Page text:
Glass house: a home in harmony with nature

Glass house: a home in harmony with nature


The Glass House by Sarah Waller Design is undeniably a home in harmony with nature

Houses like the Glass House are instant classics. They subvert the norm and push boundaries to produce residences that become more akin to artwork than buildings. Sarah Waller wanted to live in such a home since she was an architectural student, so she decided to make her own.

Sarah qualified as an architect in the UK and gained a Master of Arts in Architecture from the Royal College of Art in London before crossing the pond and establishing Sarah Waller Design in Australia in 2007. Since then, she’s worked on multiple projects from Townsville to Noosa, offering bespoke services to radically different clientele. But her pièce de résistance is undeniably her very own Glass House.

There was an existing, overgrown house on the land that had been a rental property for 20 years, but that didn’t stop Sarah from seeing the potential in the land and views. “We actually renovated that house to live in for the design period, then kept it and lived in it during construction — a very handy site office,” says Sarah. “We then demolished it after we moved into the new house.”

In the design process, Sarah was inspired by the iconic Philip Johnson Glass House and Ludwig Mies van der Rohe’s Farnsworth House, but while these verge on being more artistic concepts than family homes, Sarah’s creation has modified for liveability. “I wanted a transparent house that you could see straight through,” says Sarah. “But I also wanted the design to be like a luxe resort experience, so I could feel like I was on holiday every day.”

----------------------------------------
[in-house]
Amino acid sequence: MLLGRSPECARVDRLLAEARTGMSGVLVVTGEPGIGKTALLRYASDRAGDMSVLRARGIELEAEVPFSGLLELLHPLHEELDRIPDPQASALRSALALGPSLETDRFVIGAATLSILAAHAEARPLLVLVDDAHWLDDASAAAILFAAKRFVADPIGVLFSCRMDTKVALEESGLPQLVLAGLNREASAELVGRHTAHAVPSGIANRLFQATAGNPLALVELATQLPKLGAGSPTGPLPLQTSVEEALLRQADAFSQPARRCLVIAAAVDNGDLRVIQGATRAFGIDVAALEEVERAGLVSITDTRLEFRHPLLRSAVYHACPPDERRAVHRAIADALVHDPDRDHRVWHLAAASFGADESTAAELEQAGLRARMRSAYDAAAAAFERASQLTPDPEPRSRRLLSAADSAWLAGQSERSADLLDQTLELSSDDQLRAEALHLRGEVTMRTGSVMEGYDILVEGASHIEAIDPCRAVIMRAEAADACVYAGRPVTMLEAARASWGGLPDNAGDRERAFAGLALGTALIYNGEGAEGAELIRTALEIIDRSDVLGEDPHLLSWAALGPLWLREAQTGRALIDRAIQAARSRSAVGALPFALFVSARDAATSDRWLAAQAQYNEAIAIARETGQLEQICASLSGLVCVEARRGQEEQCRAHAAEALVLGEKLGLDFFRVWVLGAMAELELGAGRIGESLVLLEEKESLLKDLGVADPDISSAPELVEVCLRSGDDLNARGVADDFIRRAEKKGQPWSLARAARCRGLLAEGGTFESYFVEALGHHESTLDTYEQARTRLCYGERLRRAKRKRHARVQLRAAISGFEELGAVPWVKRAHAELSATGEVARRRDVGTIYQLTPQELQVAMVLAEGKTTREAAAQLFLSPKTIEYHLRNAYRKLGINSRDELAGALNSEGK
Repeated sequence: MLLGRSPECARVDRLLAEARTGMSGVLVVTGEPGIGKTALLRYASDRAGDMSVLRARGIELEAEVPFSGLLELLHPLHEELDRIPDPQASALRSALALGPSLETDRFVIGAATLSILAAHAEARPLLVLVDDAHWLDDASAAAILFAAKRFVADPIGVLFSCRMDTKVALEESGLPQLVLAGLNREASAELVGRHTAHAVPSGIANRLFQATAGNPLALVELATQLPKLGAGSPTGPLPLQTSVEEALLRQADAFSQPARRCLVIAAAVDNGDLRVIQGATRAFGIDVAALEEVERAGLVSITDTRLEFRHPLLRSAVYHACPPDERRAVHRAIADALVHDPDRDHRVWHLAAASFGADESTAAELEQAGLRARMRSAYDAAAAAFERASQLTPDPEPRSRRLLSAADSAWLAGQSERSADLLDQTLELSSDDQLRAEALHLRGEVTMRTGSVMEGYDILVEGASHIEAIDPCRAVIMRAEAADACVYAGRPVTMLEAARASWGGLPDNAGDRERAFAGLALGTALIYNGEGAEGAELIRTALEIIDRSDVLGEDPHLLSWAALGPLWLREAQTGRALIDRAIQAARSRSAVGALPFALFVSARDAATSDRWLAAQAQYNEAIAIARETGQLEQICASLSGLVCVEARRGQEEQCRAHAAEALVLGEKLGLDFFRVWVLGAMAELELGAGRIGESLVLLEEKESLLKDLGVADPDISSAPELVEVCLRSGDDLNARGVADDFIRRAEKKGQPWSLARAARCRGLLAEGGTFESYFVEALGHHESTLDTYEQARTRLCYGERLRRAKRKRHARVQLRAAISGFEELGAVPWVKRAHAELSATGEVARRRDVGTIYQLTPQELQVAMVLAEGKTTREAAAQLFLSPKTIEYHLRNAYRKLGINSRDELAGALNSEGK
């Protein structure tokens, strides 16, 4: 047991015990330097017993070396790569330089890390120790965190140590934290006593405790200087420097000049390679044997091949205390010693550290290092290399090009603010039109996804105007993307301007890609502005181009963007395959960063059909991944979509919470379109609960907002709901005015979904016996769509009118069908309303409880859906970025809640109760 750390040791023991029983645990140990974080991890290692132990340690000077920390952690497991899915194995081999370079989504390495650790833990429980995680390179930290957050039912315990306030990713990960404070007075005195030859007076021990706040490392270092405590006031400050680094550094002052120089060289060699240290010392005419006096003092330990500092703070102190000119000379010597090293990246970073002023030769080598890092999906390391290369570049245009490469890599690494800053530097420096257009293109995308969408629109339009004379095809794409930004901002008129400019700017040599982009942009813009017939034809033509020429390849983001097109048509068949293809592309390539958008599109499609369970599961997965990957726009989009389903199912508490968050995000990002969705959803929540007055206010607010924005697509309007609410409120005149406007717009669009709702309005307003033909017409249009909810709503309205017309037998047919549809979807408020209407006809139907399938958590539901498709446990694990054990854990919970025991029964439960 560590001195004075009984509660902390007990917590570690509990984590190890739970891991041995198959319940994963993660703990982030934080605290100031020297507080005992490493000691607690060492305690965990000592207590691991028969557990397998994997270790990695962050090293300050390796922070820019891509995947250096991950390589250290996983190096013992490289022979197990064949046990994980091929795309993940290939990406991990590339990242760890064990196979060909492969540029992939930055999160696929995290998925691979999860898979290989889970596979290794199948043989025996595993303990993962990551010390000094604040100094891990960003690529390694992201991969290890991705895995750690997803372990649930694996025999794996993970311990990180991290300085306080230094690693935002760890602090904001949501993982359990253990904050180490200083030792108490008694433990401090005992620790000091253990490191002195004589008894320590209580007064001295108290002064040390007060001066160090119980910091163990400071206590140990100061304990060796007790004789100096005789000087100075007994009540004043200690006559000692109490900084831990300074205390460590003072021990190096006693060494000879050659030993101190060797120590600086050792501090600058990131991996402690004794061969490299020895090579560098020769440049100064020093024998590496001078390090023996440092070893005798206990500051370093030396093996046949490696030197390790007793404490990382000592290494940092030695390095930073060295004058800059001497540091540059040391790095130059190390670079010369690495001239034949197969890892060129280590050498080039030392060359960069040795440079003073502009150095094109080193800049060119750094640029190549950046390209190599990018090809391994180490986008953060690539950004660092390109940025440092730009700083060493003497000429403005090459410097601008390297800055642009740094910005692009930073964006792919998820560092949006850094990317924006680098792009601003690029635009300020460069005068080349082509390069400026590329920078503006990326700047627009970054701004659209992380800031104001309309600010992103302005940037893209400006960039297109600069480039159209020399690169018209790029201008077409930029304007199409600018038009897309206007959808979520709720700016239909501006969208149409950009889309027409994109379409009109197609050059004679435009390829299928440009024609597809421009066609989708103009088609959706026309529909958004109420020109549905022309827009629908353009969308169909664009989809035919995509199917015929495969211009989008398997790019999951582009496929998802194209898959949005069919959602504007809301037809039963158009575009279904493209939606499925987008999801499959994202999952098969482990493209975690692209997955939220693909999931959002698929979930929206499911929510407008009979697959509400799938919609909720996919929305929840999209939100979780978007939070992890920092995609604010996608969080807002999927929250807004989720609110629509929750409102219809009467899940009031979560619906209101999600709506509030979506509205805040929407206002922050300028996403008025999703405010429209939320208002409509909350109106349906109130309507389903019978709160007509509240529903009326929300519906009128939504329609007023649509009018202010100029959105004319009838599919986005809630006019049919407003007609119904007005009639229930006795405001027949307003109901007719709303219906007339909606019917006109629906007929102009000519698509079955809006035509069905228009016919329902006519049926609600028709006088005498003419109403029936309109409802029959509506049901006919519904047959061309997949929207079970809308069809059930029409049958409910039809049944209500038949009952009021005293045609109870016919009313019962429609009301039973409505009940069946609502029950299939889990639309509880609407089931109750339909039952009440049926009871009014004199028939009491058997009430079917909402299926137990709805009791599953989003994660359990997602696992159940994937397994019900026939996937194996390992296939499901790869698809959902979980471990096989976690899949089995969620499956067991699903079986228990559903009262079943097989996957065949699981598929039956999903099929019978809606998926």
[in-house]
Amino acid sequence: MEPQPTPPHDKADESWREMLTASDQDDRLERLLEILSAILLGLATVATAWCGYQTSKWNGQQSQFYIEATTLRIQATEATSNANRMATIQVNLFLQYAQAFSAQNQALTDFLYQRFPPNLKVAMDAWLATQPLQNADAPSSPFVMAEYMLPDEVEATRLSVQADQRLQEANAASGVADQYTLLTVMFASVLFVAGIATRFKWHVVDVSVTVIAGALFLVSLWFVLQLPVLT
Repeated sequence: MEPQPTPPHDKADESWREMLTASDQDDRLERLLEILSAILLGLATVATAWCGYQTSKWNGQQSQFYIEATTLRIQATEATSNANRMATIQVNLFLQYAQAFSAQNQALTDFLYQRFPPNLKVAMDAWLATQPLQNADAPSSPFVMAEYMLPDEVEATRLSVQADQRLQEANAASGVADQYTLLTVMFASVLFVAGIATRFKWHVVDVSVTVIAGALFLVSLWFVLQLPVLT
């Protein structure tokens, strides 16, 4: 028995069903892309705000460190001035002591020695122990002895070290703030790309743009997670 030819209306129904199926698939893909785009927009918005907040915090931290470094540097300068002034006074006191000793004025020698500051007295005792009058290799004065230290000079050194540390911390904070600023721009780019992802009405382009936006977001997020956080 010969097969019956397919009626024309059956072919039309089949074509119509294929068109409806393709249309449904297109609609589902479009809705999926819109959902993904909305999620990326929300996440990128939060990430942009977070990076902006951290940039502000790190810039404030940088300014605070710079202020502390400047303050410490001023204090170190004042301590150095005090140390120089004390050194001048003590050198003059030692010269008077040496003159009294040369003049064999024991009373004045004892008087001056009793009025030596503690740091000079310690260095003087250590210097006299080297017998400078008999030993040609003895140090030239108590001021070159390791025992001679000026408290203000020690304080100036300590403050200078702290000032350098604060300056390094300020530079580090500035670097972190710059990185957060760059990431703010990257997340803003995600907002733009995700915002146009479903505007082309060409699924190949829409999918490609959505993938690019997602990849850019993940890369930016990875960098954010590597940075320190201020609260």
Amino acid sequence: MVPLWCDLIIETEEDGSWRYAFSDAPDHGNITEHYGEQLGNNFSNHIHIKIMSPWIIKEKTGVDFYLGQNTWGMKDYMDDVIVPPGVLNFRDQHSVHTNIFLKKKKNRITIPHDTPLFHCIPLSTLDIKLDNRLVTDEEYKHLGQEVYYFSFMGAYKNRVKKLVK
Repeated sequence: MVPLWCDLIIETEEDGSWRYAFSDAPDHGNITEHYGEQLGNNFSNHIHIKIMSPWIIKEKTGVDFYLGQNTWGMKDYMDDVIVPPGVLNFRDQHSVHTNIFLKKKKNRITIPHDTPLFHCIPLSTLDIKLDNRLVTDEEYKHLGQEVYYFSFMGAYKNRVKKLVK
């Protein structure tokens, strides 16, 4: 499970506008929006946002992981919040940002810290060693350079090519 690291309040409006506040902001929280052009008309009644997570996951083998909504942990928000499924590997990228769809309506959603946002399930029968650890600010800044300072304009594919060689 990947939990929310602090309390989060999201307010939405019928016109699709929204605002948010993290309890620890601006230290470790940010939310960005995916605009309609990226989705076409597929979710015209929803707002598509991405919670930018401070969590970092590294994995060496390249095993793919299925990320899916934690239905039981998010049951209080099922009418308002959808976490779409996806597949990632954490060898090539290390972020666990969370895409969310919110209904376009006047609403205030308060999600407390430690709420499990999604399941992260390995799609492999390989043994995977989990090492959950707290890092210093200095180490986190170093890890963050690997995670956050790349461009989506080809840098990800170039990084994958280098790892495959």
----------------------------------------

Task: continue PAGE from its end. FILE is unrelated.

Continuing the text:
And a resort is certainly how it feels. The outdoor living area is impressive yet simple, careful to remain a space of relaxation. The outdoor shower, a necessity in any house close to the beach, is outshone by the nearby bath and its enveloping tropical foliage and moss, creating a spot possibly too idyllic to even dream about.

The tranquil atmosphere of the outdoor areas is juxtaposed with the monochromatic interiors. Steering clear of the expected day spa palette, Sarah proves she isn’t afraid of black. Rather than using it as a backdrop, black is the star of the show — particularly in the kitchen and adjoining living room.

This monochromatic scheme is enhanced by strong, defined lines and shapes throughout the home, including the steel black beams framing the endless panels of glass. Also, it doesn’t hurt that it colour matches their black dog Boo and white cat Tilly.

Although other homes may be reluctant to use large blocks of black in a room, the walls of floor-to-ceiling glass windows allow in enough light and colour that the palette enriches rather than overwhelms the space. The sheer amount of glass is what gives the house its artistic edge, but it’s also the reason it feels like home. “We don’t drop the blinds in our master bedroom because I love laying there at night, seeing the planes pass over and waking up to the rising sun,” says Sarah.

The Glass House is a credit to Sarah’s talent, and it’s not restricted to her architecture. “Sarah Waller Design, Sarah Waller Building and Sarah Waller Client — which means I only had myself to argue with and blame if anything went wrong,” says Sarah. But her hard work paid off. “It was designed and built as a show home to demonstrate who I am as a designer — already I have over six new clients as a result of people driving past.”

Written by Kate Wagner

Photography by Paul Smith Images, Jake Magnus & Frystreem

Originally in Grand Designs Australia Volume 6 Issue 2